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Embedded Interventions

Embedded Interventions (into the child's everyday routine activities)

Interventions occur during home and community routines, activities, and other times of the child's day that are specifically identified by family members as activities in which they would like supports. Embedded interventions occur when, where, and how the routine activities usually occur, as well as with the individuals who usually take part in the routine activities. Interventionists limit changes in the way the routine activity happens, and suggest only those changes necessary for the child to successfully participate and learn. Agreed-upon developmental strategies are not only tailored to the unique strengths and needs of the child, but also fit the individual family's routine activities, and the family's own cultural values, where strategies will be used in between visits. Embedded interventions have also been called activity-based, activity settings and learning opportunities, participation-based, and routines-based interventions.

What's the Difference? Comparing Traditional Approaches vs. Embedded Coaching Practices

Embedded Interventions: Reflect on your practices….

How close are you to applying embedded intervention approaches in your work? Consider each practice carefully to see the difference between traditional approaches and embedded intervention approaches.

Traditional Approaches Embedded Intervention Approaches
Rely solely on assessment information gathered from tabletop testing and/or general developmental tasks that are known not to generalize well to a child's functioning in everyday life Understand each family's routines and activities, and how the child currently functions during those times, to individualize intervention approaches to the child and his/her family
Identify generic intervention approaches common for all children or children with a specific disability label or developmental characteristic Identify intervention approaches that fit the individual child's multiple learning characteristics (e.g., interests, temperament, strengths, needs) and each family's culture, values, and ways of being
Schedule intervention visits based on professional availability Schedule intervention visits at the time when the routine activities, identified by the family as the time the routine activities occurs when they would like support, usually occur. That way, the professional can see how that routine activity really looks and what developmental approaches best fit
Bring materials into the home for the intervention visit, and then leave with those materials Use materials the family already has available or bring materials the family can use as adaptations within their routine activities, which then belong to the family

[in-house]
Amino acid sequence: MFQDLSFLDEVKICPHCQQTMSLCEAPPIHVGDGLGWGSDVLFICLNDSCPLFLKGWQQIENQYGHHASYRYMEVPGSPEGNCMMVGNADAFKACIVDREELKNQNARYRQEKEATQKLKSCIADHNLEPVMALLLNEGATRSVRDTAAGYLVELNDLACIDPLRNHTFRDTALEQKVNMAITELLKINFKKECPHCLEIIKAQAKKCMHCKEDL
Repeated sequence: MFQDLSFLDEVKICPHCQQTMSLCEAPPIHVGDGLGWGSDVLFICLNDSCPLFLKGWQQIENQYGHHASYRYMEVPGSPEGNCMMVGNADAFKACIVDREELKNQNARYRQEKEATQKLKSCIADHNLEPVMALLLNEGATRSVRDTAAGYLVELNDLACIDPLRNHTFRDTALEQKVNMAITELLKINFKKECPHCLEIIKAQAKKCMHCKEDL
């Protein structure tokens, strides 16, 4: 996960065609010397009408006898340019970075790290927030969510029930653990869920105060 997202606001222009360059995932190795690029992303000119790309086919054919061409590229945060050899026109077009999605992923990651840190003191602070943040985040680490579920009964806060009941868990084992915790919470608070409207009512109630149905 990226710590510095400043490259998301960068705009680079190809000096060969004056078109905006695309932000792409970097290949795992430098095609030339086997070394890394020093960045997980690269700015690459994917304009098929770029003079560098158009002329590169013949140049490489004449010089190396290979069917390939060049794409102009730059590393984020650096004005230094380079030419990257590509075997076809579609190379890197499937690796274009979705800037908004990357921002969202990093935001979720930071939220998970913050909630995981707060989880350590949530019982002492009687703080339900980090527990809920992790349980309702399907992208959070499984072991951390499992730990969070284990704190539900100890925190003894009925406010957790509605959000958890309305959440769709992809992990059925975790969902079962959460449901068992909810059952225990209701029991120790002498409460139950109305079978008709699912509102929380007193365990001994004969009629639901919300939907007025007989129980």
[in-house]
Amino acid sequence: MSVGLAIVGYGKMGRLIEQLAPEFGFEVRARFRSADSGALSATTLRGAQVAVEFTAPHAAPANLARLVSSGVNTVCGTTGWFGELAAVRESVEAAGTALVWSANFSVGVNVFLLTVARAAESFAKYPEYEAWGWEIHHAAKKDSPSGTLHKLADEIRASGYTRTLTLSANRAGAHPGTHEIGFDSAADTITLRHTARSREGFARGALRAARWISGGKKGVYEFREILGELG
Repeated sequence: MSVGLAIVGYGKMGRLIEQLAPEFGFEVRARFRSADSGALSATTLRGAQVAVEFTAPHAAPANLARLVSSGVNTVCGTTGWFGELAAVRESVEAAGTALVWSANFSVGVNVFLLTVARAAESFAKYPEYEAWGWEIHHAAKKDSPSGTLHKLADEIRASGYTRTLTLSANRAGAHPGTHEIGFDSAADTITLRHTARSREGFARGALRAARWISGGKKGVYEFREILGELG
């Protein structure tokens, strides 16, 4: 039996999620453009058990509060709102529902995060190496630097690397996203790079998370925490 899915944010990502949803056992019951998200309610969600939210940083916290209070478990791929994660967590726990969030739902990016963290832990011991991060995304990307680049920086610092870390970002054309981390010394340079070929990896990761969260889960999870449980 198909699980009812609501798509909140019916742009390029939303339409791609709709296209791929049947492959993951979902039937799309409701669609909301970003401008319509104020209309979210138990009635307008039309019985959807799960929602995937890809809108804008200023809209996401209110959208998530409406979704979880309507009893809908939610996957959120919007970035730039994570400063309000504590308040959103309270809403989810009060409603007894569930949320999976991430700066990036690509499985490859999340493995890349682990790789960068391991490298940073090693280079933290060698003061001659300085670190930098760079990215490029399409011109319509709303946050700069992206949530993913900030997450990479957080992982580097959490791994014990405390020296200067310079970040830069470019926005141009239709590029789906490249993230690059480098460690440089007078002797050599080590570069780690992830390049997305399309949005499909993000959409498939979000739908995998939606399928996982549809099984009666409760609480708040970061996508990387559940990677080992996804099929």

Change the way the routine activity usually occurs, including the people (e.g., ask that siblings be occupied with some other activity) and arrangement (e.g., move the activity to another room) which are usually a part of the routine activity Incorporate developmental approaches within the routine activities as they usually, and will, occur with the family in between intervention visits (e.g., have siblings participate in the routine activity as they usually do and keep the activity in the room where it usually happens)

Collaborative Coaching: Reflect on your practices….

How close are you to applying collaborative coaching approaches in your work? Consider each practice carefully to see the difference between traditional approaches and collaborative coaching approaches.

Traditional Approaches Collaborative Coaching Approaches
Focus on professional priorities for child development Focus on family priorities for child development, integrating professional opinion within the family's priorities
Give the family specific strategies to promote child development Discuss with the family potential approaches or strategies, together refine them so the final approaches and strategies are collaboratively decided
Create strategies that require the interventionist, or another person not usually a part of the activity, to help the family member successfully apply the strategy Create strategies that the family member can easily use when the interventionist, or another person not usually a part of the routine activity, is absent
Give the family a way to apply the strategies when the family already has a way to do so (e.g., suggest a turn taking game) Ask the family for ideas on how best to apply the strategies (e.g., ask the family for any face-to-face interactive activities they like to play)
Work directly with the child while the parent either watches or “assists” by engaging the child in the activity Interact with the child for the explicit purpose of demonstrating to the family how to use a strategy, by explaining to the family the steps of the strategy and the child's response (or asking the family to identify the child's response)
Leave without knowing if the family clearly understands the agreed-upon approaches and can effectively use those approaches, and/or assume the family feels comfortable with the approaches agreed upon Have the family practice the strategies during the visit so both family and professional know the family can and will use them in between visits. To do this, family and professional(s) provide feedback and their thoughts about the potential and strategies

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